I'll get back to the other equipment, mainly replying to make a note to also pick up some standards.

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I use a hot glue gun to seal the overshot card in. Elmers will dry out as will most of the glues. Wax will break or come loose. The hot glue gun will sometimes leave a ring of glue in the shell. It doesn't matter as it doesn't interfere with anything it is quick to set up.

kR

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1 hour ago, bgavin said:


I took your advice and picked up the Starrett 120A-6.
This is the only Made in USA product in their line.
Pricey, but buy once, cry once.

I have misplaced my vernier that I bought while working as a Toyota mechanic in the early 70s.
Ticks me off... misplacing tools, especially ones that cannot be replaced.

A quality vernier is very accurate but when you’re eyesight starts to go they can be a chore . At least that’s the reason I rarely use mine anymore 

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1 hour ago, John Kloehr said:

I'll get back to the other equipment, mainly replying to make a note to also pick up some standards.

Not that you need them for reloading “but their nice”  if you were ever to get a set of micrometers they usually come with them . Sometimes you can find a good deal on a used set where someone got out of it or a relative dies . 

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4 minutes ago, Buckshot Bob said:

A quality vernier is very accurate but when you’re eyesight starts to go they can be a chore . At least that’s the reason I rarely use mine anymore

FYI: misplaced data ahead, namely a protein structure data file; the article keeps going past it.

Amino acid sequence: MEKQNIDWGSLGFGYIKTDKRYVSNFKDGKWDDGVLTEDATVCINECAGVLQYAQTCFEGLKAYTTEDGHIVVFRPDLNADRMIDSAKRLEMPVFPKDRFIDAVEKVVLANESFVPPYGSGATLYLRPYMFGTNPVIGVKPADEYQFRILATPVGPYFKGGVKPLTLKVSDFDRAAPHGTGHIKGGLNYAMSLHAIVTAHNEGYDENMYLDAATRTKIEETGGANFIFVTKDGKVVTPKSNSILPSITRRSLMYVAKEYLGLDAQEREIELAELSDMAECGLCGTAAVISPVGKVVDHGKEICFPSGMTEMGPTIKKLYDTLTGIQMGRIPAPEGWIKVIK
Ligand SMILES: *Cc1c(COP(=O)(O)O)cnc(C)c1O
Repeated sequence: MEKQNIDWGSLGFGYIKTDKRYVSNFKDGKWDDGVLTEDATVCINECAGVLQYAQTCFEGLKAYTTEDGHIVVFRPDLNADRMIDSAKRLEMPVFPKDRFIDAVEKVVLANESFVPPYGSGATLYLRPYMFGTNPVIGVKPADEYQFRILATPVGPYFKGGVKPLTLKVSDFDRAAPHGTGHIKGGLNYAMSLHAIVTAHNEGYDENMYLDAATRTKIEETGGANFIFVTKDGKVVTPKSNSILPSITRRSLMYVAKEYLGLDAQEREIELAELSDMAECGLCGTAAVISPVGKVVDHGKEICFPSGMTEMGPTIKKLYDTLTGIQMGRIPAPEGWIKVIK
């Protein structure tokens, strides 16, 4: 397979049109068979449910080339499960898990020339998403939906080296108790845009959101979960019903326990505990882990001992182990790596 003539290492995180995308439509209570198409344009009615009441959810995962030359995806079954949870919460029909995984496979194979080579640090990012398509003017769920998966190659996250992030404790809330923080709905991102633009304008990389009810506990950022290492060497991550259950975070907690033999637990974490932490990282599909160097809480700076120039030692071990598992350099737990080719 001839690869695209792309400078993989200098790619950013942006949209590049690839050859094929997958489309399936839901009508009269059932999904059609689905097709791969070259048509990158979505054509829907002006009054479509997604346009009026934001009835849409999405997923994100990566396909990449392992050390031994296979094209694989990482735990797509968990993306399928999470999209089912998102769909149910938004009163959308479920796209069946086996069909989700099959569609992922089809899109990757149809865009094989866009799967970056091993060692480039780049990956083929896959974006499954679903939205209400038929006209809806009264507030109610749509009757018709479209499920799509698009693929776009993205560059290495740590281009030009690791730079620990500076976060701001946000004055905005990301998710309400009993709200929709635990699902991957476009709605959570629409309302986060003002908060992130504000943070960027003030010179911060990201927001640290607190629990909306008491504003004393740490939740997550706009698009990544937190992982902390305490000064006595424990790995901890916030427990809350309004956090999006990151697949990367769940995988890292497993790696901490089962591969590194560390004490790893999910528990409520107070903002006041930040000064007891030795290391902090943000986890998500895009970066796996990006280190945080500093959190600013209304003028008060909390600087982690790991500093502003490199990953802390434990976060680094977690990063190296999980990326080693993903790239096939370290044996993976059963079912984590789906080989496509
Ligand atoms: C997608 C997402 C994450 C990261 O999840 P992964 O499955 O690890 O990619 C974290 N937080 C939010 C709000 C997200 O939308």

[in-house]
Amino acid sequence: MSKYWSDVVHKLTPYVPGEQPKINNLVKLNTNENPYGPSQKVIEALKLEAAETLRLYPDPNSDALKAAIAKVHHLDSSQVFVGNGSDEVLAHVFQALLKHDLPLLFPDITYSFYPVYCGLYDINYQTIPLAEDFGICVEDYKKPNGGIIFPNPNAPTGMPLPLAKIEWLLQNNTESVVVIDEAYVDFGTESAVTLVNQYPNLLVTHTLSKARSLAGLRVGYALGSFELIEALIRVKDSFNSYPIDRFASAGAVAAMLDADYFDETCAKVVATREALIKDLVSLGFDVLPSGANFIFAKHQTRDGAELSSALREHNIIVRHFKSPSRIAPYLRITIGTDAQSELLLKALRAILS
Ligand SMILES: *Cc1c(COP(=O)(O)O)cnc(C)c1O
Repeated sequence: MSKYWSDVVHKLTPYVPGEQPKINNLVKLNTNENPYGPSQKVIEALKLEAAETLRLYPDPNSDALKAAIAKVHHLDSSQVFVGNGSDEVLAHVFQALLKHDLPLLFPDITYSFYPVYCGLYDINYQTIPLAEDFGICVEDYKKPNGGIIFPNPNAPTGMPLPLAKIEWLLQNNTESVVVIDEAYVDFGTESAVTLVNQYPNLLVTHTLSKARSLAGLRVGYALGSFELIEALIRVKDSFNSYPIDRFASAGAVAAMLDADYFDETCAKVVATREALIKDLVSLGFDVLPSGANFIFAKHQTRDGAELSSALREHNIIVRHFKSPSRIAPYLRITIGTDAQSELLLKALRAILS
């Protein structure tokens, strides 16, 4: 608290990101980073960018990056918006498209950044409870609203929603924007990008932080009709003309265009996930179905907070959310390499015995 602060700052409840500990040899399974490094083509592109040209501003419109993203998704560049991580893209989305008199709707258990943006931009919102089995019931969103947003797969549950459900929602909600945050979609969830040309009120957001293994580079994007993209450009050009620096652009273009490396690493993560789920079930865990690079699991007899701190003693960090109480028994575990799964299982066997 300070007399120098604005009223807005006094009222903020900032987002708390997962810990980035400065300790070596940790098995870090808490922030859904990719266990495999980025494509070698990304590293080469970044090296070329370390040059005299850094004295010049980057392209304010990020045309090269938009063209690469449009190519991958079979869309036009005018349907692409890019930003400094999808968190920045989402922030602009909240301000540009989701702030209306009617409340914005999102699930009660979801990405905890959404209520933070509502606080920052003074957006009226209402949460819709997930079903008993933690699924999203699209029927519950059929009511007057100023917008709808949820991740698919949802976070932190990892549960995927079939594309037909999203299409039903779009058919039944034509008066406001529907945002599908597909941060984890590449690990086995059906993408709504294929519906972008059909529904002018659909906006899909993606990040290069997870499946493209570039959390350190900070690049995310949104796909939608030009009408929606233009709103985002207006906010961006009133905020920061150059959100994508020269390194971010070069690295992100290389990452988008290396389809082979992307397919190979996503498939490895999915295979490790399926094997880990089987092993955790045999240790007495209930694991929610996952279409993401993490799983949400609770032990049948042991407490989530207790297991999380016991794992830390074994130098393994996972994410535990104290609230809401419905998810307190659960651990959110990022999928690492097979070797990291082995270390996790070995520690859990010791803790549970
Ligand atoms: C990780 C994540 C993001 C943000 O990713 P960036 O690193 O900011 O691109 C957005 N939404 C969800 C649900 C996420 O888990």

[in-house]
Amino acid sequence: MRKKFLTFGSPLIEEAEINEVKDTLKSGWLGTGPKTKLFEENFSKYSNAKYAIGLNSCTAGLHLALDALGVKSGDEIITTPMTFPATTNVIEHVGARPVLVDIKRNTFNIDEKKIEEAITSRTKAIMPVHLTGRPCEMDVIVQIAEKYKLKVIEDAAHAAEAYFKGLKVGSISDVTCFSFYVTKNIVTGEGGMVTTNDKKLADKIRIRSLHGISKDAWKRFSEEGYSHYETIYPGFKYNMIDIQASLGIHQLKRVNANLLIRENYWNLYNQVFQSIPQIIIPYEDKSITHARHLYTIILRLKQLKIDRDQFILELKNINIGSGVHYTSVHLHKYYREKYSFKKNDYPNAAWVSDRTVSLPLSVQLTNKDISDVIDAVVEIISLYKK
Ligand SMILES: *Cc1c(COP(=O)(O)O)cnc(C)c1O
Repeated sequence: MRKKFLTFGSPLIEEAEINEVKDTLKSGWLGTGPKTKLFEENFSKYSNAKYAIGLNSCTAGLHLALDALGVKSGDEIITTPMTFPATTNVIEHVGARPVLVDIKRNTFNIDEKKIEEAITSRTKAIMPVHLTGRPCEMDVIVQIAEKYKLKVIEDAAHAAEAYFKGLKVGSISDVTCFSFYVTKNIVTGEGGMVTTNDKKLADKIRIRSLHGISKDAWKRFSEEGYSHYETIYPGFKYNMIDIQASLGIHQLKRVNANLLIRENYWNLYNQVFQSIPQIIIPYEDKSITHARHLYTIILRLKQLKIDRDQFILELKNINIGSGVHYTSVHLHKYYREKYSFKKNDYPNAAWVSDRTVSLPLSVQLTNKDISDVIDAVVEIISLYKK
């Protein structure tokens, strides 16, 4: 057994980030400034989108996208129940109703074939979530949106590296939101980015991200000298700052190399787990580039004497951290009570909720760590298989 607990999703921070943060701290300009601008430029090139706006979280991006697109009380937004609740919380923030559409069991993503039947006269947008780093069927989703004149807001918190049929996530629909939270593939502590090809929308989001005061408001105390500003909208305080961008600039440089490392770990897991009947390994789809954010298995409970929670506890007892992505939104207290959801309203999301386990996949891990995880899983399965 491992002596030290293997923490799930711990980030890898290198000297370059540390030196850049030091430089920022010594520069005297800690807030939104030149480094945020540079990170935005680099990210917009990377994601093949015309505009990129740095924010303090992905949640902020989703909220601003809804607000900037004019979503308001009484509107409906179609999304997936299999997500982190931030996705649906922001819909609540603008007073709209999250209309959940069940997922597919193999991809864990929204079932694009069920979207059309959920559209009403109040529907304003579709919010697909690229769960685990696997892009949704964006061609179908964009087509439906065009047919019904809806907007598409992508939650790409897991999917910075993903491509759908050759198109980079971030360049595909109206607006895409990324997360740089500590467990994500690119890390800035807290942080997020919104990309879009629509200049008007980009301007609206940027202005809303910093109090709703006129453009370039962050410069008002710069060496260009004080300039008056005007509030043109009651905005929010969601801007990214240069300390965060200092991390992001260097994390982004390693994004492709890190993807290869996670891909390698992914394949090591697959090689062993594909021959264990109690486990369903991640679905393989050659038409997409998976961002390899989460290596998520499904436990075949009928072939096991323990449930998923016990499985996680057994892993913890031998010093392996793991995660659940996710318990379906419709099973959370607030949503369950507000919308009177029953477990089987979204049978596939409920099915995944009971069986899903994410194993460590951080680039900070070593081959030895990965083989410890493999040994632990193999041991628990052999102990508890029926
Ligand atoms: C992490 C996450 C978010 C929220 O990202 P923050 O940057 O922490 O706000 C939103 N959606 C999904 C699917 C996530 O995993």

I'm buying digital, I do take pride in reading a vernier and properly interpolating the last digit; I hate changing glasses to see those tiny tic marks. But reading a number from those wonderful old-school marvels of engineering is a great skill to have. Same for slide rules, but I have an amazing graphing calculator now.

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While you are thinking of standards, I would suggest a set of scale test weights. They are not expensive.

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3 minutes ago, Buckshot Bob said:

Not that you need them for reloading “but their nice”  if you were ever to get a set of micrometers they usually come with them . Sometimes you can find a good deal on a used set where someone got out of it or a relative dies . 

And the whole issue can be "cheated." Take a factory round and a piece of flat stock. Cut a notch and file until the round just passes through. OAL gauge done, no idea what the actual number is, and it does not matter. But it is the same as a factory round so it will chamber.

 

But I'm an engineer too, so I'll get a caliper and a notebook. But there have been a few side-of-road problems... Where precision (knowing the number) is not as important as accuracy (it fits). Sometimes it just has to fit.

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26 minutes ago, Buckshot Bob said:

Not that you need them for reloading “but their nice”  if you were ever to get a set of micrometers they usually come with them . Sometimes you can find a good deal on a used set where someone got out of it or a relative dies . 

I also have other projects where more accuracy than reloading is needed (having learned this process is a bit looser than some of my plans).

 

But I am thinking some of the tools like a caliper should just live on the reloading bench so I don't have to chase them down. So, if $20 to $40 satisfies reloading, I can put off a $100 caliper until I need it. But a set of blocks will not live on the reloading bench.

 

A long time ago in a shop far, far, away, someone "borrowed" (without asking) a vernier micrometer and used it as a C-clamp. It would still zero afterwards, but 1" was now 1.04". Threw it in the trash can right in front of him and made him sign a purchase requisition to replace it.

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11 hours ago, John Kloehr said:

And the whole issue can be "cheated." Take a factory round and a piece of flat stock. Cut a notch and file until the round just passes through. OAL gauge done, no idea what the actual number is, and it does not matter. But it is the same as a factory round so it will chamber.